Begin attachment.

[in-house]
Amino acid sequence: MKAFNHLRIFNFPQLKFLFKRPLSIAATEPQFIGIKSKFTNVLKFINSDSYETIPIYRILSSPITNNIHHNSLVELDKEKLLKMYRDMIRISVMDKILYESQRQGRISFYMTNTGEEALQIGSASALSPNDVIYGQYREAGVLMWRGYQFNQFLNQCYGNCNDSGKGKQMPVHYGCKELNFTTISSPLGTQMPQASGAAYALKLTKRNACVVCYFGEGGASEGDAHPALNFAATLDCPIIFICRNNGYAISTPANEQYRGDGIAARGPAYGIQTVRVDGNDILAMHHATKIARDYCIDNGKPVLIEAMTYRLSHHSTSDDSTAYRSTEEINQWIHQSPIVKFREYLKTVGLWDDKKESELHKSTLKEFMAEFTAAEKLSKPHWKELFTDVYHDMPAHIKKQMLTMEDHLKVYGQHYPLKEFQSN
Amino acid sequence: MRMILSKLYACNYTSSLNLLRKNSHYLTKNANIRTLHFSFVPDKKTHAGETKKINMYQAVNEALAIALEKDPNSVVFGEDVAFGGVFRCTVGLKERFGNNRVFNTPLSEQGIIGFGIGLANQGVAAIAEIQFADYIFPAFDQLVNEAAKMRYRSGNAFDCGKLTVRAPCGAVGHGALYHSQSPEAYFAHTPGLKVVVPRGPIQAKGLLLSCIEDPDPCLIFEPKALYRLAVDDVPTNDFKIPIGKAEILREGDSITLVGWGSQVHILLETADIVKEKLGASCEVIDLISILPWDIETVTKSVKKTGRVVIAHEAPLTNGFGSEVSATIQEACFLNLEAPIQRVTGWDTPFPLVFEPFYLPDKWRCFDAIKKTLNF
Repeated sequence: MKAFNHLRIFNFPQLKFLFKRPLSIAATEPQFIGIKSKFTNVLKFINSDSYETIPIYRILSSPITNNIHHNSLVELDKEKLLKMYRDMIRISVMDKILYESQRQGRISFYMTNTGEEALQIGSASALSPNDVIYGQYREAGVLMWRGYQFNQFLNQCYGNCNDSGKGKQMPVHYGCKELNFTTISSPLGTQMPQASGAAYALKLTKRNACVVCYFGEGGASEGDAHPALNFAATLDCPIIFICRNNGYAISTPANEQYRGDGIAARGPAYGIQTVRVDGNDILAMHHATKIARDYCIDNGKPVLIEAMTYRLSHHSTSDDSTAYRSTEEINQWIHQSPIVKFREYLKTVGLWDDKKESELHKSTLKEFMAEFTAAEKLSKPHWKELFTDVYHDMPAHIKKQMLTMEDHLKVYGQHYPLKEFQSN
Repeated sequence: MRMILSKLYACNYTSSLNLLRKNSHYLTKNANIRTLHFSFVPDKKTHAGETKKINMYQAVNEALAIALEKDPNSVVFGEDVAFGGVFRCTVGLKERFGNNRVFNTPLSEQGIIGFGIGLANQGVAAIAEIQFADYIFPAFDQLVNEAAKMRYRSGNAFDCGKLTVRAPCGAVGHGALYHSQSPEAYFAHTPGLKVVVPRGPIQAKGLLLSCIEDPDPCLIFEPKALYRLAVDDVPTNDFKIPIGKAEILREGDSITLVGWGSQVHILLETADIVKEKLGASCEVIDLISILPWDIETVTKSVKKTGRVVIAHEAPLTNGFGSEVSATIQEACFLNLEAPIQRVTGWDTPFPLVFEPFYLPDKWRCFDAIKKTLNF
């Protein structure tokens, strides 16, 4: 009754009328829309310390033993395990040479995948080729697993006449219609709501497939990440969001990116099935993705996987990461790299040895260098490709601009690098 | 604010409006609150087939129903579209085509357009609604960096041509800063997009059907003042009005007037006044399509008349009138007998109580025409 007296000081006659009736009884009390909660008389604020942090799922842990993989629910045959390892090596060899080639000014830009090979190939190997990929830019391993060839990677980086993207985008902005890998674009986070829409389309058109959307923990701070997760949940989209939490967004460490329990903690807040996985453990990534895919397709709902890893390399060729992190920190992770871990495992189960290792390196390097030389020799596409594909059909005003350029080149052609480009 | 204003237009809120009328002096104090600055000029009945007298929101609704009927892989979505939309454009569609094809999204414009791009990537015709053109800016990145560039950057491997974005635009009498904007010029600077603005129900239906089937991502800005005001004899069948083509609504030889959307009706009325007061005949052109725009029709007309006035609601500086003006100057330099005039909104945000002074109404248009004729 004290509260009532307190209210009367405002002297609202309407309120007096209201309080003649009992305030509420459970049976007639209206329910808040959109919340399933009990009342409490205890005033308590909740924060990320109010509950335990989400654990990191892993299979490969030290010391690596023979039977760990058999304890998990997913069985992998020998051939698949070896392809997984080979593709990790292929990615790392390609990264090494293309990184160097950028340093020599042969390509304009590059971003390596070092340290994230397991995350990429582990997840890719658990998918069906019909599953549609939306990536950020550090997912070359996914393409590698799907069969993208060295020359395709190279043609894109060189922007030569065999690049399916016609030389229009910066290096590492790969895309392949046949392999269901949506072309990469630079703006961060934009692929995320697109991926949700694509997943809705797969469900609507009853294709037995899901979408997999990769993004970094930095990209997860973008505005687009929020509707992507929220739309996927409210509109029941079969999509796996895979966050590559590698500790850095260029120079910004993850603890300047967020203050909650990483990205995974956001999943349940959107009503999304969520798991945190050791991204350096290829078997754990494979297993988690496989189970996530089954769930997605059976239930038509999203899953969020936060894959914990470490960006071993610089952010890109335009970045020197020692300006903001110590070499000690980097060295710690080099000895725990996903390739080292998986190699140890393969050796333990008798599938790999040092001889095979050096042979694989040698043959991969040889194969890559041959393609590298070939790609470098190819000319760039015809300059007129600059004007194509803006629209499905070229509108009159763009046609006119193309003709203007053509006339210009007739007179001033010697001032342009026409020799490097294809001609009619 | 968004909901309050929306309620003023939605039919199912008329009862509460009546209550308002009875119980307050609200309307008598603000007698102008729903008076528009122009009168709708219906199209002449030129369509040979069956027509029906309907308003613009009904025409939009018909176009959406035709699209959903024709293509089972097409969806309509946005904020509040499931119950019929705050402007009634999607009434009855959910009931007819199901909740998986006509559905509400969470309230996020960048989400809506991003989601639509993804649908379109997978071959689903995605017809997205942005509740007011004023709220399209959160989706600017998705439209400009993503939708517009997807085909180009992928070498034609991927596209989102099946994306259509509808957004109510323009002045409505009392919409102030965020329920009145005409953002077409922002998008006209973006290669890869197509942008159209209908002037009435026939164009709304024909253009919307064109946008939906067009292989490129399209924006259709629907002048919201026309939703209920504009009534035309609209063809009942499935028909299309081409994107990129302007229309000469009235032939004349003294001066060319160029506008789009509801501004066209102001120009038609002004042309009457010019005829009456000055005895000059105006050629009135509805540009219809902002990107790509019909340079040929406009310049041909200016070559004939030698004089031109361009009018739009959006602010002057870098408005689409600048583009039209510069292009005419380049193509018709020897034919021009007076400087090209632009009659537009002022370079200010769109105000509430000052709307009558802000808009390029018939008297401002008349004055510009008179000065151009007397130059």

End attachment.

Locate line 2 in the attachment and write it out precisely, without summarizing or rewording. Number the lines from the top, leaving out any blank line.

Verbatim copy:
Amino acid sequence: MKAFNHLRIFNFPQLKFLFKRPLSIAATEPQFIGIKSKFTNVLKFINSDSYETIPIYRILSSPITNNIHHNSLVELDKEKLLKMYRDMIRISVMDKILYESQRQGRISFYMTNTGEEALQIGSASALSPNDVIYGQYREAGVLMWRGYQFNQFLNQCYGNCNDSGKGKQMPVHYGCKELNFTTISSPLGTQMPQASGAAYALKLTKRNACVVCYFGEGGASEGDAHPALNFAATLDCPIIFICRNNGYAISTPANEQYRGDGIAARGPAYGIQTVRVDGNDILAMHHATKIARDYCIDNGKPVLIEAMTYRLSHHSTSDDSTAYRSTEEINQWIHQSPIVKFREYLKTVGLWDDKKESELHKSTLKEFMAEFTAAEKLSKPHWKELFTDVYHDMPAHIKKQMLTMEDHLKVYGQHYPLKEFQSN